A PETITION set up to try and save one of Dublin’s most iconic murals has attracted thousands of signatures in the space of just a few short days.
The famous ‘Horseboy’ mural has been a striking feature of the Irish capital’s cityscape for several years now.
However, the artwork, which features on the side of a building located in the Smithfield area of the city, just off Church street, is at risk of being removed.
A previous arrangement between the council and tenant had designated it as an “exempted development”.
The conditions attached to that agreement only applied for a period of 12 months, ending 1 April 2018. Since then the owner of the build has written to the council opposing the idea.
“The owner of the property raises an objection to the painting which has been put in place without his permission and outlines that he has requested the applicant to remove the painting on a number of occasions,” council documents said.
The tenant, described as a long-term resident of the property, then made an application to Dublin City Council to try and battle the decision.
Now a petition has been launched on Change.org to fight back against the mural’s planned removal.
“There were three reasons given by the tenant as to why the mural should be considered exempted development, and therefore allowed to remain,” the petition states.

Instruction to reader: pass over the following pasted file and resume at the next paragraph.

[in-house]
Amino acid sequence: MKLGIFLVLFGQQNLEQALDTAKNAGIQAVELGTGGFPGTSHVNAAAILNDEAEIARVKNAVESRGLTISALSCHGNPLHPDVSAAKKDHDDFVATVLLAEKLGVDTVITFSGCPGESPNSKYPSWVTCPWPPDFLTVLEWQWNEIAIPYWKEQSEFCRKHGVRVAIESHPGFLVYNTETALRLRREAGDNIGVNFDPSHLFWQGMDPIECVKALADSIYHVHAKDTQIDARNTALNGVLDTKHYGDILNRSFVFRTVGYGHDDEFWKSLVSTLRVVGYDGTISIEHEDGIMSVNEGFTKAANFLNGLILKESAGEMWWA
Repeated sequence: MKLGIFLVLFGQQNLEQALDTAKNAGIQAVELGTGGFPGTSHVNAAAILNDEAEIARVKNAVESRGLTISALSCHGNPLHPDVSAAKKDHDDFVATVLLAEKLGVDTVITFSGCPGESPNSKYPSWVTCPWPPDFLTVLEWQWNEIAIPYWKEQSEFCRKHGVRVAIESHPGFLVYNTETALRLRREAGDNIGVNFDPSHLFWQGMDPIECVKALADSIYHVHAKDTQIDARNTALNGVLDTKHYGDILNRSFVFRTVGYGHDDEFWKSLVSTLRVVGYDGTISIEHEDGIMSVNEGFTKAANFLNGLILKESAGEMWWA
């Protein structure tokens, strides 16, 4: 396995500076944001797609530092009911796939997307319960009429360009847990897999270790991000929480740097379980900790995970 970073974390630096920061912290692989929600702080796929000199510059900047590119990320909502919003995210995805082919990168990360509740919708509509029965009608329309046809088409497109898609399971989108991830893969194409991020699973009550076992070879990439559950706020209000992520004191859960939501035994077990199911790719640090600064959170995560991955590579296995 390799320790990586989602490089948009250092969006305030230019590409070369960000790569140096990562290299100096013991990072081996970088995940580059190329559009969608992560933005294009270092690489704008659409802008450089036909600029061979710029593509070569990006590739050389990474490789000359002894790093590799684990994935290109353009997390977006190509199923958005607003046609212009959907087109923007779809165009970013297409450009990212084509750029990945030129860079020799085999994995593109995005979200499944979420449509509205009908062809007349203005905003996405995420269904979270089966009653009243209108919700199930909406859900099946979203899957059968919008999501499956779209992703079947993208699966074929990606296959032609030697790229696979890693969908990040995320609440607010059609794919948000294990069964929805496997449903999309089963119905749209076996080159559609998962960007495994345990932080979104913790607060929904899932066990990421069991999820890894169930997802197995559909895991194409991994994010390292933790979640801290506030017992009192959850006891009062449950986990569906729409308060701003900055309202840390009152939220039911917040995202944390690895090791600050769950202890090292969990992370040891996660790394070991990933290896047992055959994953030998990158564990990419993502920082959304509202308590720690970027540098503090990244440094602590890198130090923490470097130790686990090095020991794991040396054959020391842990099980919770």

“Firstly, it was said the mural works were carried out for the maintenance and improvement of the property. Prior to that, the wall had been subject to graffiti.
“The works “do not materially affect the external appearance of the structure/property”.
“As the mural is on the side of the property on Stirrup Lane, the Church Street-facing facade is unaffected by the mural painting.
“Dublin City Council, however, found that the mural does require planning permission, and therefore it cannot be considered exempt under existing laws.
“The need for planning permission for murals has been a thorn in the side of efforts to develop street art in Dublin in recent years.”
At the time of writing, 2,243 people had signed the petition with a target of 2,500 in sight.